Steppe on over if you want to learn about a new mustelid!

The Steppe Polecat (Mustela eversmannii) is one of the larger polecats and can be found throughout eastern Europe and central Asia. Its closest living relatives are the European Polecat and the Black-footed Ferret, likely diverging from their common ancestor about 1.5 million years ago. They tend to prefer higher elevation, non-forested habitats like fields, semi-deserts, and steppes. They don’t have established territories, and instead are nomads, moving from one area to another once their prey has been depleted.

Adult Steppe Polecats can grow up to 22 inches (56 cm) in body length, with tails up to 7 inches (18 cm). Adult males can weigh approximately 4.5 pounds (2.5 kg), and females are generally smaller. Their coloring is typically a pale or yellow-ish undercoat with darker fur on the limbs, tail and guard hairs. Winter coats don’t vary in color as much as they do in length and softness, when the undercoat grows thick and smooth.

Boing!

Because of its larger size, the Steppe Polecat is able to take even larger prey than its relatives. Instead of limiting itself to small rodents and other mammals, the Steppe Polecat will hunt pika, ground squirrels and even marmots. Other prey depends on the specific habitat, but will include water voles, fish, birds, eggs and occasionally carrion.

The mating season of the Steppe Polecat occurs in the spring, and after a gestation period of 43 days, females will give birth to a litter of three to eight kits. If a female is not able to produce a litter for some reason, or her offspring dies prematurely, it is possible for her to go back into estrus during the same year and mate again. Because of their nomadic nature, Steppe Polecats usually shelter in found burrows like hollow logs and burrows dug by other animals (usually by their prey).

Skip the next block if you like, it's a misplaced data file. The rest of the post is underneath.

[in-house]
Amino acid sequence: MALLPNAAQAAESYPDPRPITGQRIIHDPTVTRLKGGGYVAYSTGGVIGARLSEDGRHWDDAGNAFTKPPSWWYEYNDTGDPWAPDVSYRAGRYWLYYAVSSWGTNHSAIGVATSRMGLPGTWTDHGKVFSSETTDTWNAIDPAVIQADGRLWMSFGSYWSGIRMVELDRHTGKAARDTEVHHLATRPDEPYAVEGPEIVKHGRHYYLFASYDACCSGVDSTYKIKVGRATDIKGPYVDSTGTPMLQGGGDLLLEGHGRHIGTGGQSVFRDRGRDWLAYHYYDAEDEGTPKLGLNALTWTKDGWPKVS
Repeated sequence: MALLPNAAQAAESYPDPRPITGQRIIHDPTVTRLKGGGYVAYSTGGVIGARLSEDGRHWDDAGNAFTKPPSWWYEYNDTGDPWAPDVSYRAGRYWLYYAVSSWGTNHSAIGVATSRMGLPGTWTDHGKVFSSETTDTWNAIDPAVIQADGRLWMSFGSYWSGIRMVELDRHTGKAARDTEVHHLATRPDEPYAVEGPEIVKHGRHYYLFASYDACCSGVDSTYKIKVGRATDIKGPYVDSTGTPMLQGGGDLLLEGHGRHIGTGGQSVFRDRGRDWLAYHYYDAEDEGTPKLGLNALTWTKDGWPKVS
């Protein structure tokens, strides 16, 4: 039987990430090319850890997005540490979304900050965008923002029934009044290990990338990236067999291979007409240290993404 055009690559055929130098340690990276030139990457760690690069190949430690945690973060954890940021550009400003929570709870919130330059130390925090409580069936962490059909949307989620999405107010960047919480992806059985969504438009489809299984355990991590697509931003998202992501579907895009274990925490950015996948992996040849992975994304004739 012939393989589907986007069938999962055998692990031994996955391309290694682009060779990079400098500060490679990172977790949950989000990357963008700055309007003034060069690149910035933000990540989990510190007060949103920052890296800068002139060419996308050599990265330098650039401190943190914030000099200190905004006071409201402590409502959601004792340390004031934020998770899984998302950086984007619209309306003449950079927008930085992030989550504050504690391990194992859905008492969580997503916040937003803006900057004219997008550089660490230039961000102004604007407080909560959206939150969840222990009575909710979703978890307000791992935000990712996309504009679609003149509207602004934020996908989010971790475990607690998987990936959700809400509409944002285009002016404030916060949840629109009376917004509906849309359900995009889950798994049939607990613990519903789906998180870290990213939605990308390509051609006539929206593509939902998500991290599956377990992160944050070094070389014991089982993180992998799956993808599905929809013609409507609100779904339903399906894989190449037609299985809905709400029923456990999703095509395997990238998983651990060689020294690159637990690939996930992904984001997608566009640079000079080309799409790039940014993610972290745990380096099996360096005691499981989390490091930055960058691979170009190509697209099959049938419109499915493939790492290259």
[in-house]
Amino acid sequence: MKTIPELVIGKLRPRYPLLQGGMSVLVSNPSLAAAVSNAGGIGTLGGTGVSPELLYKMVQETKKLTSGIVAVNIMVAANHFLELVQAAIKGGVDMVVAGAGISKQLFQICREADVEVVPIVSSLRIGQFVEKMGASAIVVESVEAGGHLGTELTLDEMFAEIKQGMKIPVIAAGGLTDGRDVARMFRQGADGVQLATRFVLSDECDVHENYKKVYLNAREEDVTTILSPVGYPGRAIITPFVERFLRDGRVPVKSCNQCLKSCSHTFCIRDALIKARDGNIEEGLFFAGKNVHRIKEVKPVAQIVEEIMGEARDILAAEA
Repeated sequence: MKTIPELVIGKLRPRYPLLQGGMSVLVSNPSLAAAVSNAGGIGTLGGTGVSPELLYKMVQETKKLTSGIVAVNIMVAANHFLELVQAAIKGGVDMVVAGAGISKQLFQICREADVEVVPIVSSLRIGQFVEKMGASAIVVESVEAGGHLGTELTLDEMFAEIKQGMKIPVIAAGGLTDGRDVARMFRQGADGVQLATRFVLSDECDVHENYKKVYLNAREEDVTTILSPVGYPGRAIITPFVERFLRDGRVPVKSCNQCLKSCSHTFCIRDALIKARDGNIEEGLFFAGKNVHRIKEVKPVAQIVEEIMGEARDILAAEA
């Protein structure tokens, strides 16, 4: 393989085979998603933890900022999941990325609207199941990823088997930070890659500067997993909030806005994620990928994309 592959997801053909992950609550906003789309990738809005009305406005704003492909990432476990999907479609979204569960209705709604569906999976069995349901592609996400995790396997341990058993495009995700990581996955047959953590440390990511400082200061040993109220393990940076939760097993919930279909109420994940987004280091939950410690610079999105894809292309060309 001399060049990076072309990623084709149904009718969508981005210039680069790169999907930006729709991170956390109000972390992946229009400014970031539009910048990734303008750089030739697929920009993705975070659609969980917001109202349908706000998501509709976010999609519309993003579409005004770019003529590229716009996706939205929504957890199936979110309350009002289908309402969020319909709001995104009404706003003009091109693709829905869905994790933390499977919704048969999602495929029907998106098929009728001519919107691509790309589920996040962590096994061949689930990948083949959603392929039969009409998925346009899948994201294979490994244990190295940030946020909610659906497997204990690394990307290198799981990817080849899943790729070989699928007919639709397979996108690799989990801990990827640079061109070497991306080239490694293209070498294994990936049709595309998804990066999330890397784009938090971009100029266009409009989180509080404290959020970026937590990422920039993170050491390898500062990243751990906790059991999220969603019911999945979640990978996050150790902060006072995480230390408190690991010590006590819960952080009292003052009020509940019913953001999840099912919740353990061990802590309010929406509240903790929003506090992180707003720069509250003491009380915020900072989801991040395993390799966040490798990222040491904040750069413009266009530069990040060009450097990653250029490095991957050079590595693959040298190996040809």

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The Steppe Polecat is considered to be a species of least concern by the IUCN, due to its healthy overall population and wide distribution across two continents. They are trapped for meat and fur by humans, and different subspecies are more vulnerable due to environmental conditions and human pressure. There are currently seven recognized subspecies:

  • Mustela eversmannii eversmannii
  • Mustela eversmannii admirata
  • Mustela eversmannii amurensis
  • Mustela eversmannii hungarica
  • Mustela eversmannii larvatus
  • Mustela eversmannii michnoi
  • Mustela eversmannii talassicus